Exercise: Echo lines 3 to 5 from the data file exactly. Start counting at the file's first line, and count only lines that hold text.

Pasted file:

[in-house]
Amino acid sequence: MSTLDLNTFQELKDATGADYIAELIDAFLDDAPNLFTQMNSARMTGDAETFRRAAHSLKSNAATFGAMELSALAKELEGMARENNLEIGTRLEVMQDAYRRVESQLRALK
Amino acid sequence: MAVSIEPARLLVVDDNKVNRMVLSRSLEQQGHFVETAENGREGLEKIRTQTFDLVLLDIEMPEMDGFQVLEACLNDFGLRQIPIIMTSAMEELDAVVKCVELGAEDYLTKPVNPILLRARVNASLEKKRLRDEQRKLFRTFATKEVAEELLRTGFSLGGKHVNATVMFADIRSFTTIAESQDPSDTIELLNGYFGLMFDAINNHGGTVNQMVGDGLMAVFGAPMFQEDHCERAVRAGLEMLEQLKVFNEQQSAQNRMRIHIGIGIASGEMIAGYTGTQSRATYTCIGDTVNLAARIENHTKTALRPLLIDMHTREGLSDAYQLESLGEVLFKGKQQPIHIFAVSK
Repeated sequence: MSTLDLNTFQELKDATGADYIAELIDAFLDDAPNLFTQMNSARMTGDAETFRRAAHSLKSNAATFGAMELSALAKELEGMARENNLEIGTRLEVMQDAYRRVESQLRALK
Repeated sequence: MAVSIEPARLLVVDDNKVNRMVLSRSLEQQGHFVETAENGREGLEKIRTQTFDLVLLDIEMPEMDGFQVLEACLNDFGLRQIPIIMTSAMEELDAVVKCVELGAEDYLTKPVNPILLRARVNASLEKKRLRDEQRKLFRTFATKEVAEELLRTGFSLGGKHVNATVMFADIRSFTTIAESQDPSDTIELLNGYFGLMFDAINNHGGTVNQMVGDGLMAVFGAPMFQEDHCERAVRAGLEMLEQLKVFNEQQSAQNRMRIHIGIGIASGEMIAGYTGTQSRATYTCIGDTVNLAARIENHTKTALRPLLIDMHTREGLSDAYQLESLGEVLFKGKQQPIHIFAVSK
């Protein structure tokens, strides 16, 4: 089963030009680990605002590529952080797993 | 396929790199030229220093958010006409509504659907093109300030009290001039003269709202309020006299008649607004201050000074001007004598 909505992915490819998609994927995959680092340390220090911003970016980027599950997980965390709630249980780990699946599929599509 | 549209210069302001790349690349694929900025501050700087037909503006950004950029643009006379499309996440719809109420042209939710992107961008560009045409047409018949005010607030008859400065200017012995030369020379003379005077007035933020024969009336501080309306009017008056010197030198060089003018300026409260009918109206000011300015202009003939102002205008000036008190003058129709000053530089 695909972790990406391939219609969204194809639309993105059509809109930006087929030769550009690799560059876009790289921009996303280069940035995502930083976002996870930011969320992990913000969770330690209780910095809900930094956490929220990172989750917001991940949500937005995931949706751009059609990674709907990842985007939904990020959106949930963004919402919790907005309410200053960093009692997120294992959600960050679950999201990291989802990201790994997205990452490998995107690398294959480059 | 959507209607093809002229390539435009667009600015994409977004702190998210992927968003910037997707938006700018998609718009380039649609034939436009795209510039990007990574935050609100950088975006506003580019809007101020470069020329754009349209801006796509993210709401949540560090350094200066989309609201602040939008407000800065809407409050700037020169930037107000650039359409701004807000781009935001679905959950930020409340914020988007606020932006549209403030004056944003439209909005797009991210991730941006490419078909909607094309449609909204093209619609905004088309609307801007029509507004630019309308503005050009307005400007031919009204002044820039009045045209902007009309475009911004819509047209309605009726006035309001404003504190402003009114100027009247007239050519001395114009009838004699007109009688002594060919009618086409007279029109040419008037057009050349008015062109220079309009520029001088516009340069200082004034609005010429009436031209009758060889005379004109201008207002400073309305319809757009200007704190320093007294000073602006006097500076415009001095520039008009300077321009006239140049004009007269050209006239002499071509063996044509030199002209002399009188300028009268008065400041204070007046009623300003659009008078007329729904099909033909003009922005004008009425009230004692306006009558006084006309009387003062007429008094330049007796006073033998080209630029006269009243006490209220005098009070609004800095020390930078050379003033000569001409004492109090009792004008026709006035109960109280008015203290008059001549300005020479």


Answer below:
Amino acid sequence: MAVSIEPARLLVVDDNKVNRMVLSRSLEQQGHFVETAENGREGLEKIRTQTFDLVLLDIEMPEMDGFQVLEACLNDFGLRQIPIIMTSAMEELDAVVKCVELGAEDYLTKPVNPILLRARVNASLEKKRLRDEQRKLFRTFATKEVAEELLRTGFSLGGKHVNATVMFADIRSFTTIAESQDPSDTIELLNGYFGLMFDAINNHGGTVNQMVGDGLMAVFGAPMFQEDHCERAVRAGLEMLEQLKVFNEQQSAQNRMRIHIGIGIASGEMIAGYTGTQSRATYTCIGDTVNLAARIENHTKTALRPLLIDMHTREGLSDAYQLESLGEVLFKGKQQPIHIFAVSK
Repeated sequence: MSTLDLNTFQELKDATGADYIAELIDAFLDDAPNLFTQMNSARMTGDAETFRRAAHSLKSNAATFGAMELSALAKELEGMARENNLEIGTRLEVMQDAYRRVESQLRALK
Repeated sequence: MAVSIEPARLLVVDDNKVNRMVLSRSLEQQGHFVETAENGREGLEKIRTQTFDLVLLDIEMPEMDGFQVLEACLNDFGLRQIPIIMTSAMEELDAVVKCVELGAEDYLTKPVNPILLRARVNASLEKKRLRDEQRKLFRTFATKEVAEELLRTGFSLGGKHVNATVMFADIRSFTTIAESQDPSDTIELLNGYFGLMFDAINNHGGTVNQMVGDGLMAVFGAPMFQEDHCERAVRAGLEMLEQLKVFNEQQSAQNRMRIHIGIGIASGEMIAGYTGTQSRATYTCIGDTVNLAARIENHTKTALRPLLIDMHTREGLSDAYQLESLGEVLFKGKQQPIHIFAVSK